Reduction in the carbon cost of smelting aluminium
At the moment aluminium smelting is a process which uses carbon dioxide, as an ingredient, which is then released. New technology has been developed that will drastically cut carbon emissions from aluminium production. This is such a carbon intensive process that the change will save 6.5 billion tonnes of CO2 emissions a year in Canada alone.
The process will also save 15% of the operating costs, which is a significant thing because even if the manufacturer isn’t worried about emissions 15% is a big addition to the profit margins. It was carefully pointed out – aluminium manufacture is still using a lot of energy but it is still a significant difference. The manufacturers use a different (proprietary) material, and the exhaust gas is oxygen.
Aluminium smelting only accounts for around 0.8% of worldwide carbon emissions, however as it is such a light metal cars and other vehicles made of this weigh less and so are less polluting in turn. It is of course also easily recycled.
Mysterious rise in banned ozone depleting chemicals
Scientists have reacted with alarm to the sudden rise in ozone depleting chemicals. This is despite the worldwide ban on these chemicals. The ozone layer is highly import protection from certain radiation, and the damage done in the past is on the way to recovery.
It is known that the source of this pollutant is somewhere in east Asia. If it continues at current rates it will delay healing of the ozone hole for at least a decade (assuming no increase in rates).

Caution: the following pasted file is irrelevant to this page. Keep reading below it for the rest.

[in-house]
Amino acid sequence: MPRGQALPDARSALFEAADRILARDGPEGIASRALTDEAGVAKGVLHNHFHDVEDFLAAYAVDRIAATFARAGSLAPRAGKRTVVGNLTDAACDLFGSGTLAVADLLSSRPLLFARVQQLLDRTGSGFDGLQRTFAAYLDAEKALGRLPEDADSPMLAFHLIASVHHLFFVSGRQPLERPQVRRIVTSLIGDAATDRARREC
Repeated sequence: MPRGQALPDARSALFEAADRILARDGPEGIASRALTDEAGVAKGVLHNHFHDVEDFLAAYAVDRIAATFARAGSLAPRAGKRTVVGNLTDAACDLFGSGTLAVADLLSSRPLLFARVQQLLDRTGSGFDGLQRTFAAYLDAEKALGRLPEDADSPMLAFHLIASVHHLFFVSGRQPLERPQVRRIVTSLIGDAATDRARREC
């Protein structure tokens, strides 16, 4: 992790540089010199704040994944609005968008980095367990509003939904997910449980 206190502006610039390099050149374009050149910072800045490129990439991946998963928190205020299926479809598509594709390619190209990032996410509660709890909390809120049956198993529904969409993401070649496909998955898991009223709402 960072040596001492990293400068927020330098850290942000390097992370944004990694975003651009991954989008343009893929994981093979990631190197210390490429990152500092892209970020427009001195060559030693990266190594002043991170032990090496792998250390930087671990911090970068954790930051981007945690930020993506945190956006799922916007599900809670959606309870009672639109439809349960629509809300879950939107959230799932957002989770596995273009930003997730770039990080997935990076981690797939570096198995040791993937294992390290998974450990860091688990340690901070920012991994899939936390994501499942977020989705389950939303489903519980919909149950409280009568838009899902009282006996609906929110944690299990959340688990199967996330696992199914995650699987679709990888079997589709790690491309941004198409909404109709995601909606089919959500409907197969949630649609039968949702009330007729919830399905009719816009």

Given the universal condemnation of using this chemical, it is thought that even just the knowledge that the world has noticed could halt its use, but it just goes to show that we must continue to be vigilant on environmental issues that appear solved.
Does the car industry in the UK really need until 2040 to stop selling hydrocarbon powered cars?
The numbers vary as to how long it takes to take a design of a car from conception to sale ready. I found times ranging from 2 to 5 years. Assuming the worst case scenario of 5 years, setting the end of fossil fuel cars at 2040 suggests another 4 and a bit generations.
Surely this is vastly over generous. A date of 2030 still allows 2 generations over which to work out how to make affordable attractive electric cars. Given Tesla cars are routinely seen amongst the most desired cars, it would suggest that with enough money sent in the right direction it could be done now.
Given a desire to keep carbon emissions as low as possible, a cut off date of 2040 is better than nothing. However it is nothing special, and many other countries will be far faster at removing this carbon emitter from the road than the UK will be.